No one likes to deal with control exceptions. Certainly, process owners are not fond of having an auditor identify some controls in their process that are not working as they should. In addition, internal auditors are also not fond of reporting on the same control exceptions time after time.
While the ultimate stretch goal may be to eliminate control exceptions entirely, this may be elusive for a number of reasons. The primary reason is that many controls are manual and therefore subject to an inevitable rate of human error that will occur over a period of time. A more realizable goal, and one that many successful process owners seek, is to reduce the number and the severity of control exceptions. There are a number of successful ways to accomplish this. In this short blog post let’s take a look at three of the most common ways.
Maintaining great documentation
Maintaining great documentation helps management to identify control exceptions sooner rather than later. For example, documenting the logic, assumptions and calculations for all estimates gives them a solid grounding. It becomes difficult to say later that the estimate was without support or was arbitrary or was based on incorrect data.
In addition to maintaining documentation for individual transactions, documenting the control process itself has shown over time to be a key way to reduce the number and severity of control exceptions. Many control exceptions arise simply because a good process existed, but it was not well understood or followed consistently.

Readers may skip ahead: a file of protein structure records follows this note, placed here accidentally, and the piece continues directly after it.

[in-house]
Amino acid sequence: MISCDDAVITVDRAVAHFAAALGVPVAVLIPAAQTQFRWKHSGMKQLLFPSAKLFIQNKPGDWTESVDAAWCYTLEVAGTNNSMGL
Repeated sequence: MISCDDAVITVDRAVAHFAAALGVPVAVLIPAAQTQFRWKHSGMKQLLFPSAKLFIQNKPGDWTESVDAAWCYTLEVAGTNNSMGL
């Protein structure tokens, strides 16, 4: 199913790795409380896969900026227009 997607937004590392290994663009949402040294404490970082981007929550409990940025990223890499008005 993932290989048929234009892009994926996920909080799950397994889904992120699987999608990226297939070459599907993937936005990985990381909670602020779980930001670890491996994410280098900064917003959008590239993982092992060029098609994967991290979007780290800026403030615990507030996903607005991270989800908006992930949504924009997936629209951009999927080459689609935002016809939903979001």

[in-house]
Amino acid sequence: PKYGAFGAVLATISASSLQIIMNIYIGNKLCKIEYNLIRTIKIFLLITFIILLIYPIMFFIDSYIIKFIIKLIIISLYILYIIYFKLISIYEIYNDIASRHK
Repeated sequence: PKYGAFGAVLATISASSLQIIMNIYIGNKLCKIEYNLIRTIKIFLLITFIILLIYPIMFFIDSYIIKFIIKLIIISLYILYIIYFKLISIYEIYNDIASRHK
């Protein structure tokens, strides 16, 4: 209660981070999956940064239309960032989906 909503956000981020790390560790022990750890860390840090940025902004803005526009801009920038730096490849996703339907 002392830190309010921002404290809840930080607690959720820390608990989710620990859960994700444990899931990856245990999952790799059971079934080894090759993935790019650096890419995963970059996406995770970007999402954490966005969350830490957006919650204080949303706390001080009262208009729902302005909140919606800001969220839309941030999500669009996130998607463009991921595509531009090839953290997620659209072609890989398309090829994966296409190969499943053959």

Automation of controls
Most internal controls are manual, meaning they rely on the review or sign off of a person in order to operate effectively. Many have found success by automating some of these controls where it makes sense. For example, the classic automated control is that of the three-way match for Accounts Payable. Many software systems will systematically prevent the processing of a disbursement without the invoice, PO and receiver being entered into the system by the respective responsible parties.
There are also ways to make manual controls more automated. Some great examples here are using electronic signatures, workflow tools and system alerts. While we need to be careful not see control automation as a panacea, it certainly does significantly help to reduce control exceptions.
Cross training of control owners
Many control exceptions occur simply because the main person involved with that control was out of the office. There is certainly nothing wrong with having one or more members of your team specialize in a certain area. This can be extremely beneficial in terms of efficiency and expertise. What you should be wary of, however; is having one person be the only person that is able to process a transaction properly and with the correct control procedures being followed. After decades of performing internal audits, we can definitely say that some big control exceptions have occurred due to the need to get things done while the main person was out of the office.
At the end of the day, the overall goal should not be to eliminate control exceptions per se, but to reduce the number and severity of control exceptions. You can do this by putting into place some simple and common-sense approaches such as the ones outlined above.